If you are willing to travel to the US, we have affordable options right across the border from Ontario.  While the border is still closed, traveling for medical purposes is deemed essential and can be done.  The concern for COVID-19 is obviously in the back of everyones minds but you can rest assured, these facilities have multiple safety measures in place to protect you to the fullest extent.  

If you would like more information on how we can connect you to a private facility and what their costs are, please contact us info@healthvantis.com or 877-344-3544 and we’d be happy to help.  

The Effects of Waiting for Surgery Amid COVID-19

The Effects of Waiting for Surgery Amid COVID-19

It has been reported through a recent study that over 28 million surgeries around the world could be cancelled during the 12 week peak of COVID-19.  It estimated an additional 2.4 million cancellations would happen for each extra week of shutdowns.  The backlog could take 45 weeks or longer to catch up.  This number could become longer depending on the length of time it takes for countries to open back up as well as a possible second wave this fall.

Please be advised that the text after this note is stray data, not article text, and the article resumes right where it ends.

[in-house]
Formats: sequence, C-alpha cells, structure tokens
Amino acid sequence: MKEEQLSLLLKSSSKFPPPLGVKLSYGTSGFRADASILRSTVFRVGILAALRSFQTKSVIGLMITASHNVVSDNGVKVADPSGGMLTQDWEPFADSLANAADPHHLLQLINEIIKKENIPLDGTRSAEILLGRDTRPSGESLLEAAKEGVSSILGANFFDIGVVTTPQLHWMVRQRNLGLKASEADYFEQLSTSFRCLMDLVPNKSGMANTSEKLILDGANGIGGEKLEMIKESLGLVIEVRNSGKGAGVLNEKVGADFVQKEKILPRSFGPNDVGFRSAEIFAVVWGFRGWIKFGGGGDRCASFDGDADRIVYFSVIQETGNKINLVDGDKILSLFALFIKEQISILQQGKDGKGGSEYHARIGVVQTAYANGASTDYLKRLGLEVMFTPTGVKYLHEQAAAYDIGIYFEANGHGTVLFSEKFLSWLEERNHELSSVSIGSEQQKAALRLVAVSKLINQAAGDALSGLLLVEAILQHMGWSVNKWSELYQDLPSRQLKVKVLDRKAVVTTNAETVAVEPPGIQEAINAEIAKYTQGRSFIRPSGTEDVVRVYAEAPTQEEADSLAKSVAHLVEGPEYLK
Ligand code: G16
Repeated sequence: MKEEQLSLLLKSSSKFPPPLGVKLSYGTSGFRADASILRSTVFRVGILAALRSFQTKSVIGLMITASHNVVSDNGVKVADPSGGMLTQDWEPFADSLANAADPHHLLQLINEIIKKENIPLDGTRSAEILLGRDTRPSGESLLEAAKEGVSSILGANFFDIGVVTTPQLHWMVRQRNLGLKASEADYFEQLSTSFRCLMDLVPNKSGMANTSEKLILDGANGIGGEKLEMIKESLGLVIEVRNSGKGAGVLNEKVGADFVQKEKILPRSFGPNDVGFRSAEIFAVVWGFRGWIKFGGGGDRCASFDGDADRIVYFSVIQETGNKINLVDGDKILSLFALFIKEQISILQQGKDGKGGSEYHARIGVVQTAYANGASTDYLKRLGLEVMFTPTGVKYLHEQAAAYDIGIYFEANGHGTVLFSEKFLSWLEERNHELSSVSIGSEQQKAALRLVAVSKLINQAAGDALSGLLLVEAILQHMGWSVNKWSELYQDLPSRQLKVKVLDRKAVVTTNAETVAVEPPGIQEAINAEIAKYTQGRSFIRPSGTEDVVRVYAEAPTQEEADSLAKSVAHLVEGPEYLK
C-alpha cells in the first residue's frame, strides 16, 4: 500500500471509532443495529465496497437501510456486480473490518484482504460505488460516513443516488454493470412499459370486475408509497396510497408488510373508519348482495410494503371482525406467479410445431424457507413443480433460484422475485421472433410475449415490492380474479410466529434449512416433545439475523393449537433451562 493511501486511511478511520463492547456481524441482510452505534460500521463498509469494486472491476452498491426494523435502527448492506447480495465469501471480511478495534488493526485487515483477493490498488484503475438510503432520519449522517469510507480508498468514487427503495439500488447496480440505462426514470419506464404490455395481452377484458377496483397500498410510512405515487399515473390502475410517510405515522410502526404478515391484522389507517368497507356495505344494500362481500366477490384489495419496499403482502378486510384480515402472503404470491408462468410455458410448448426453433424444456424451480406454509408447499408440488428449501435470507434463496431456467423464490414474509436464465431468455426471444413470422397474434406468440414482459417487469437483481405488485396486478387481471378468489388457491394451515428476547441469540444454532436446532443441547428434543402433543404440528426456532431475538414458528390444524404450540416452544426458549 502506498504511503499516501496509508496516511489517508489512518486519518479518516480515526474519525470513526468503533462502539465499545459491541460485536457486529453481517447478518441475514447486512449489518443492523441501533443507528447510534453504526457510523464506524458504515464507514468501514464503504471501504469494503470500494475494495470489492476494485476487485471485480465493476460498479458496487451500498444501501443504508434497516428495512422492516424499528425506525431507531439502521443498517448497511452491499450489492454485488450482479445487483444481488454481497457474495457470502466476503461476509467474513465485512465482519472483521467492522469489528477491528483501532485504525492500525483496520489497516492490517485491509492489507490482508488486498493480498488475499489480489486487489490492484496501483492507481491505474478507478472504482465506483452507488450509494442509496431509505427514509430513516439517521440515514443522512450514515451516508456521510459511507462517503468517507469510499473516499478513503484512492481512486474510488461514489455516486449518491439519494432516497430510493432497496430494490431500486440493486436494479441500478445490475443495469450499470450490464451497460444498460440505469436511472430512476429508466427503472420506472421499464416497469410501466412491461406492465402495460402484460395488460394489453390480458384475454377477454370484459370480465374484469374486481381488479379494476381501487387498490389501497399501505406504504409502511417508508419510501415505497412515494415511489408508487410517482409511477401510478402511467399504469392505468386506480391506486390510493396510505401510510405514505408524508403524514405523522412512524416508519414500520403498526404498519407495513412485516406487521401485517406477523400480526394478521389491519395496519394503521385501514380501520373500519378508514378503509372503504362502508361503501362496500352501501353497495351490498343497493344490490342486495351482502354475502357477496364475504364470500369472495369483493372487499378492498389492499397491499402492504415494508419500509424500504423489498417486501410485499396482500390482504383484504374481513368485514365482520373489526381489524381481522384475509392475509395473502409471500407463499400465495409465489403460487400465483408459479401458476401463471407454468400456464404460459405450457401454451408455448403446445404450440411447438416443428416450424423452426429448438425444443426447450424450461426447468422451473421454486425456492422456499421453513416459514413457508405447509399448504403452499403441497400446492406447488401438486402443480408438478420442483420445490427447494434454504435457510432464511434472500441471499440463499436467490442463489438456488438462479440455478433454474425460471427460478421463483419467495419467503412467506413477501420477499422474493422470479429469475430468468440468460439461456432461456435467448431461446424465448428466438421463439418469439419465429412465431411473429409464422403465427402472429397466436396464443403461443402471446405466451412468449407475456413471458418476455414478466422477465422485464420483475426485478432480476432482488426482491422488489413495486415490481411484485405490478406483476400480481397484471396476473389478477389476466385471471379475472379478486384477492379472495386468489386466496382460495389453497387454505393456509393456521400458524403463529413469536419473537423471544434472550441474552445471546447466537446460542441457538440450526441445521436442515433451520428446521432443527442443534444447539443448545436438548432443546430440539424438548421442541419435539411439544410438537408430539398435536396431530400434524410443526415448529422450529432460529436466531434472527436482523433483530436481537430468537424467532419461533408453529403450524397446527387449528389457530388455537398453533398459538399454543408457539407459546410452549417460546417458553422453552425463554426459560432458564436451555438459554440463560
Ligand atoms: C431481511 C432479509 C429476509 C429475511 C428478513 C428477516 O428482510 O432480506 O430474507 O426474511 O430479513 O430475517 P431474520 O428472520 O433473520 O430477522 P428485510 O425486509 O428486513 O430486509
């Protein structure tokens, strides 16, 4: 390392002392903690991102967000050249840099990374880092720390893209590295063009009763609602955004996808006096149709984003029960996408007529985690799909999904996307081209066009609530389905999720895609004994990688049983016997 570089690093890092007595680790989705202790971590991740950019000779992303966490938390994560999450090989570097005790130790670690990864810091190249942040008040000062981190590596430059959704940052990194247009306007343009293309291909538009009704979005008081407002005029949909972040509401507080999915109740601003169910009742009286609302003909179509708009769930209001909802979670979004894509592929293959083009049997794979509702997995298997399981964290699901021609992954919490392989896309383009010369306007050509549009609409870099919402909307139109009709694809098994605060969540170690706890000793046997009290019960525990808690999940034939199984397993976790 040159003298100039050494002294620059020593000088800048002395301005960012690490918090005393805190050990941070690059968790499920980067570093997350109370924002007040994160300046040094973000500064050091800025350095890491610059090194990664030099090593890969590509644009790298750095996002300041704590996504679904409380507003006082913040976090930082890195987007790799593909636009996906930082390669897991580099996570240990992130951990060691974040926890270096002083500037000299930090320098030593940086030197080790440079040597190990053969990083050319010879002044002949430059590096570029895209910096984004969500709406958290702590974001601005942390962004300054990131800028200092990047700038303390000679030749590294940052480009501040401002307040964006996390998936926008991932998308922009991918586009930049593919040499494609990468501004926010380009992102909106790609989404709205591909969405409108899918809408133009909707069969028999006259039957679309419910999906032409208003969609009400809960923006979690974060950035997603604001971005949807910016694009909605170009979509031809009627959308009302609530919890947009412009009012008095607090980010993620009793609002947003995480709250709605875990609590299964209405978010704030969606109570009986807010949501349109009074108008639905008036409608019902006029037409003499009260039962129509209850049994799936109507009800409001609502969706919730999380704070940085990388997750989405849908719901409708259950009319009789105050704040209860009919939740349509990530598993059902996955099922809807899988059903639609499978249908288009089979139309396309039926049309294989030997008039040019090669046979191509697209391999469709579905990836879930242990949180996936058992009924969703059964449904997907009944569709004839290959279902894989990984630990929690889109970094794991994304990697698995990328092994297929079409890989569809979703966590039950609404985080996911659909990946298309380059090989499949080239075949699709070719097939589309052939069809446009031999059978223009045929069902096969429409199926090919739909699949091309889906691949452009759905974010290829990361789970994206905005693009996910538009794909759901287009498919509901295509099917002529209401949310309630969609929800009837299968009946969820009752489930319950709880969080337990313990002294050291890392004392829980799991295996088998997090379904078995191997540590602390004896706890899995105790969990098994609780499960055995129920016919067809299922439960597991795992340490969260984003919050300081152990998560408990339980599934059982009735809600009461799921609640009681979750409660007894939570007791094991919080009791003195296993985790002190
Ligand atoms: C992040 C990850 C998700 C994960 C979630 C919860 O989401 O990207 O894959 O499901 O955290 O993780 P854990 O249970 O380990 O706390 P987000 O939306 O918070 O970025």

While the cancellations were necessary, they will have a substantial impact to the patient.  Anytime you delay a necessary surgery, you put your overall health and quality of life at risk.  This includes non-essential surgeries such as a hip replacement or spine surgery.   These may be deemed non-urgent, however, the more time that goes by before having a necessary surgery, the more likely you become disabled.  

Canada has always had a wait list for many kinds of surgeries.  The impact of the pandemic is still unknown.  We do know that it will likely create not only a financial burden, but could create increased health issues as well.

Some of the effects from waiting for your surgery in Canada can be:

  • Loss in wages.  It is estimated in Canada that prior to COVID-19, the amount of wages lost in 2019 was about $2.1 billion.  This equates to an average of $1,963 for each of the estimated 1 million + Canadians waiting for treatment.  With the shutdowns and delayed surgeries, it is now estimated this grows to $6.4 billion in lost wages or $5,972 per person.